Chronic Pain Ireland member Sharon Brady and Professor Dominic Hegarty, Consultant in Pain Management & Neuromodulation at the Orthopaedic and Spine Centre, Mater Private Hospital in Cork (Clinical Director Pain Relief Ireland) spoke to Lottie Ryan on the Jennifer Zamparelli show on 2FM as part of our 2023 Pain Awareness Month Campaign.
Every September the global pain community supports Pain Awareness Month which aims to raise awareness of chronic pain and this year Chronic Pain Ireland’s theme is ‘Waking Up to Pain. Throughout the show, Lottie spoke with Chronic Pain Ireland member Sharon Brady who lives with Fibromyalgia and also Professor Hegarty, a Consultant in Pain Management & Neuromodulation at the Mater Private Hospital in Cork (Clinical Director Pain Relief Ireland).
Sharon, who was 26 at the time of her diagnosis, has been living with pain for 5 years. She shares her journey including the fear and anxiety she experienced while trying to figure out what was going on in her body.
“When all the tests came back, I was told there’s nothing wrong with you and I knew that there was. I went for second opinions, got different tests and all were clear”.
Eventually Sharon was referred to a Rheumatologist who, following a series of tests, diagnosed Fibromyalgia. Sharon explains that moment was so bittersweet. Finally, I had a reason, a diagnosis, I wasn’t crazy but I had a sinking feeling as I’d never heard of Fibromyalgia and trying to process this news was difficult. One thing that the Rheumatologist said that stuck with me was:
“It’s not degenerative but it is a lifelong condition”.
Prof. Hegarty explains that awareness of chronic pain is key, he discusses the diagnostic and management dilemmas facing patients and GP’s when they try to manage chronic pain such as fibromyalgia, chronic lower back pain and headaches. He also highlighted the importance of having open discussions on the national airways if the stigma of chronic pain is to be addressed. “Patients need to be shown that there is light at the end of the chronic pain tunnel” says Prof. Hegarty.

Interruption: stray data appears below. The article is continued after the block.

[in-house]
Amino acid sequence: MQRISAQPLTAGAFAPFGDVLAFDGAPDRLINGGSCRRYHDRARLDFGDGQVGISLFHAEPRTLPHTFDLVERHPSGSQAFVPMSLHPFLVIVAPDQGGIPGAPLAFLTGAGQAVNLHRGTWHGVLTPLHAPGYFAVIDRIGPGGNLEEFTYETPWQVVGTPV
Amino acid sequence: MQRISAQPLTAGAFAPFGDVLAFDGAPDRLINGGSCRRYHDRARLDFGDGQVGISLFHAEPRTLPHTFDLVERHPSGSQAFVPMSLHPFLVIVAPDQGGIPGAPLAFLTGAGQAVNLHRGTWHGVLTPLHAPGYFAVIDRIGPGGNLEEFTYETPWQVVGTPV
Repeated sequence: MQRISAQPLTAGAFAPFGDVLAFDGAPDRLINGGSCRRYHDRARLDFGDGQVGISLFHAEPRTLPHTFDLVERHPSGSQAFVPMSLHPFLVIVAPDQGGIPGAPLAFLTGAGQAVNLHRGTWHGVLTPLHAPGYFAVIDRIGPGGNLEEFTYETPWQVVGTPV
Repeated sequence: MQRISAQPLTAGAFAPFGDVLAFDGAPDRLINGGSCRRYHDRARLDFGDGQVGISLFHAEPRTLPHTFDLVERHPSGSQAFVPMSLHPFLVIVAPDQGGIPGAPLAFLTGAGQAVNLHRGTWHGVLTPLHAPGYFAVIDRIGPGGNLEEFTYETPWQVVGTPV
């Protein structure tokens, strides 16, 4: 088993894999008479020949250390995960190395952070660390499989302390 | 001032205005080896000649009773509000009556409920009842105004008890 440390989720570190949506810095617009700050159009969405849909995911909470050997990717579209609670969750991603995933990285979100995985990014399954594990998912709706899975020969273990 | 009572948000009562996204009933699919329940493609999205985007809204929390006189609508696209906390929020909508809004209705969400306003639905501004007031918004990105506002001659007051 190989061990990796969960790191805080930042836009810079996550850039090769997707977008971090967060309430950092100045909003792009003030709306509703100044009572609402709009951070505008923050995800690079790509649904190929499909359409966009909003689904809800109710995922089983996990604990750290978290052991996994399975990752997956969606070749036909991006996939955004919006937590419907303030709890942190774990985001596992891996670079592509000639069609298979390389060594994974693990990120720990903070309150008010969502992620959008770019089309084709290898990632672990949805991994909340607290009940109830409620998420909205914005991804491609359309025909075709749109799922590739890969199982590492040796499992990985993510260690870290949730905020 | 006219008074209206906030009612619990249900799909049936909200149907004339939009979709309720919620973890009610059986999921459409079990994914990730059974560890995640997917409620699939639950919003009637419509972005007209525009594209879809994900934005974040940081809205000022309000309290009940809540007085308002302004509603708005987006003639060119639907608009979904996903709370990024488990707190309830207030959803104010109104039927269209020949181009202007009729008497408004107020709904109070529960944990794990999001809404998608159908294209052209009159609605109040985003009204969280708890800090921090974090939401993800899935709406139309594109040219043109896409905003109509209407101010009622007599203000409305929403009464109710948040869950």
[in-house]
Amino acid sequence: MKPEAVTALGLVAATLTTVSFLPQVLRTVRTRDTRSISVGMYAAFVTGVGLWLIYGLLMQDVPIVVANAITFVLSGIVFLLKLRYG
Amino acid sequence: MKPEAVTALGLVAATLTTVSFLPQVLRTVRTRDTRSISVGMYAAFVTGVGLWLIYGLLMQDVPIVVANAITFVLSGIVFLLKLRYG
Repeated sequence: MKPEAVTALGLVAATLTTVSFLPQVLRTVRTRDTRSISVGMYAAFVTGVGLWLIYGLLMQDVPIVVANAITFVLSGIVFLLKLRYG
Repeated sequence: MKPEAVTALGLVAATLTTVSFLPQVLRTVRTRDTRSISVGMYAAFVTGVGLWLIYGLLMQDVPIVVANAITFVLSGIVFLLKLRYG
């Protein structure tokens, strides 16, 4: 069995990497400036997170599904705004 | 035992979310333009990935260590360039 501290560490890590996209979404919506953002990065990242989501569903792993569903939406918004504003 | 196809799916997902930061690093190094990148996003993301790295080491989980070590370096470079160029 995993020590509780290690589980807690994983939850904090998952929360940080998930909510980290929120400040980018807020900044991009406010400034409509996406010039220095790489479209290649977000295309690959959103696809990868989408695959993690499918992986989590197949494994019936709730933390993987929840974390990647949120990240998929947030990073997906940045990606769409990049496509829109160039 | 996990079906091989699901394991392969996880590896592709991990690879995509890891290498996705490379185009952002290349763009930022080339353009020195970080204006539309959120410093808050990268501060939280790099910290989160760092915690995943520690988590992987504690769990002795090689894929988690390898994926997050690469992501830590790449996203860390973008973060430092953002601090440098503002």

“We need to shine a light on all aspects of pain management to ensure that individuals realise that there are options out there for a better quality of life”.
In Europe, 1 in 5 people suffer with chronic pain however in Ireland that figure is higher and up to 1 in 3 people wake up to pain every day. Pain impacts every aspect of a person’s life including social, family, financial, career and can take a toll on mental health and lower self-esteem. Chronic pain and the stigma associated with it can take a heavy personal toll including depression, impact on sleep and becoming more isolated and withdrawn from society.
Chronic Pain Ireland wants people in Ireland to wake up to the facts of chronic pain, which can affect anyone over their lifetime. Learn more about 2023 campaign here